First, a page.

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In collaboration with the company Pleural Dynamics, UNC School of Medicine researchers led by Jason Akulian, MD, associate professor in the Department of Medicine, are the first to use a fully implantable automatic effusion shunt with no external catheters or expensive drainage canisters to provide an innovative new option for patients who struggle with chronic fluid collection. 

As part of a post-market clinical study, researchers at the University of North Carolina at Chapel Hill have implanted the ACES™ Automatic Continuous Effusion Shunt System into its first patient. This innovative solution addresses chronic fluid collection due to pleural effusion.

The FDA-approved device, created by Pleural Dynamics, is a fully implantable automatic effusion shunt powered by normal breathing and designed for continuous symptom relief.  The intervention does not require an extended hospital stay, a catheter external to the chest, or expensive drainage canisters, unlike traditional treatments such as pleurodesis and indwelling pleural catheters.

 “Providing our patients with a solution that improves their quality of life and lessens the burden of maintaining an implanted medical device for their chronic medical condition has the potential to really change the way we manage pleural disease,” said Jason Akulian, MD, MPH, MBA, UNC site leader, associate professor of medicine in the UNC Division of Pulmonary Diseases and Critical Care Medicine.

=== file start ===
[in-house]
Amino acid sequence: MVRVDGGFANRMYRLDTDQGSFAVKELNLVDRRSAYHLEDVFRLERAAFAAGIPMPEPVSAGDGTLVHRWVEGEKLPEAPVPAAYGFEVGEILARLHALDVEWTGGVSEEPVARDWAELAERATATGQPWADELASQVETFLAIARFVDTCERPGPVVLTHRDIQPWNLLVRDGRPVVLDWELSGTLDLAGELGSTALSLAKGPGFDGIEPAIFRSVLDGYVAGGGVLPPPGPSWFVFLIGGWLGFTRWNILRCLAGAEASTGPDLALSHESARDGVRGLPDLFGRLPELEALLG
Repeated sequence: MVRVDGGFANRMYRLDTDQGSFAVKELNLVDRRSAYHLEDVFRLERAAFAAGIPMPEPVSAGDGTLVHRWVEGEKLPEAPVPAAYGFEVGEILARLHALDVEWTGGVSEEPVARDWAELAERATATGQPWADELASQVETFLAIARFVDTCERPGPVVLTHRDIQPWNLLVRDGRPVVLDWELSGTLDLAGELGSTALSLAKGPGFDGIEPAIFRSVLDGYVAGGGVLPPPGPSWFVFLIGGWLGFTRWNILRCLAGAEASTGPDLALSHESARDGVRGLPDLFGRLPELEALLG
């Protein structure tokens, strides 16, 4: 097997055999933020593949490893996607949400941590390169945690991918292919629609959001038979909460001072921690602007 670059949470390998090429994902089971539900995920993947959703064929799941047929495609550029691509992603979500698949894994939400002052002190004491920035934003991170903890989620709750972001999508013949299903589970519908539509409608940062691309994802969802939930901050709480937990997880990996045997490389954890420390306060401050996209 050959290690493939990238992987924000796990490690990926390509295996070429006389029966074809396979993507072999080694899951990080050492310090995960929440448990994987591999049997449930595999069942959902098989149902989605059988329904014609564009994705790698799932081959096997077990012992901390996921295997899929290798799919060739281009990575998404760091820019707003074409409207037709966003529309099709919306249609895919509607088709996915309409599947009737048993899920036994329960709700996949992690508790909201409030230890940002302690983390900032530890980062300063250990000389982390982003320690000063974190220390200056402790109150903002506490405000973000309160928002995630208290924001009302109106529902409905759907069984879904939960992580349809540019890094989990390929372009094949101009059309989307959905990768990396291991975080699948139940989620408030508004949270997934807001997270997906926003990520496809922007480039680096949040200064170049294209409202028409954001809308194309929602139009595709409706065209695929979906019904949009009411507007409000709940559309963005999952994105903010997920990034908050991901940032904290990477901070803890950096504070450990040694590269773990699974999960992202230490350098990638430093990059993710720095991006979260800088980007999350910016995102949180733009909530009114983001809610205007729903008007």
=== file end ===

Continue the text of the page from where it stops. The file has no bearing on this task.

In this prospective, single arm, multi-center registry, approximately 25 patients who have experienced recurrent symptomatic pleural effusion will be enrolled at several US medical centers.

The study will measure changes in pleural effusion volume, assess shortness of breath, quality of life, and healthcare utilization, demonstrating the ACES System’s function and impact.

The ACES™ System received FDA 510(k) clearance in October 2023. The initiation of this study at the University of North Carolina marks the first stage of full market release of the system which is expected to significantly improve the lives of patients with intractable pleural effusion.

Benjamin E. Haithcock, MD, professor of surgery and anesthesiology at UNC and interim division chief of UNC Cardiothoracic Surgery, assisted in the implementation of the ACES™ System.

Media contact: Kelsey Haywood, Research Program Director, UNC Division of Pulmonary and Critical Care Medicine 

Written by Morgan Duerden, Communication Specialist, UNC Department of Medicine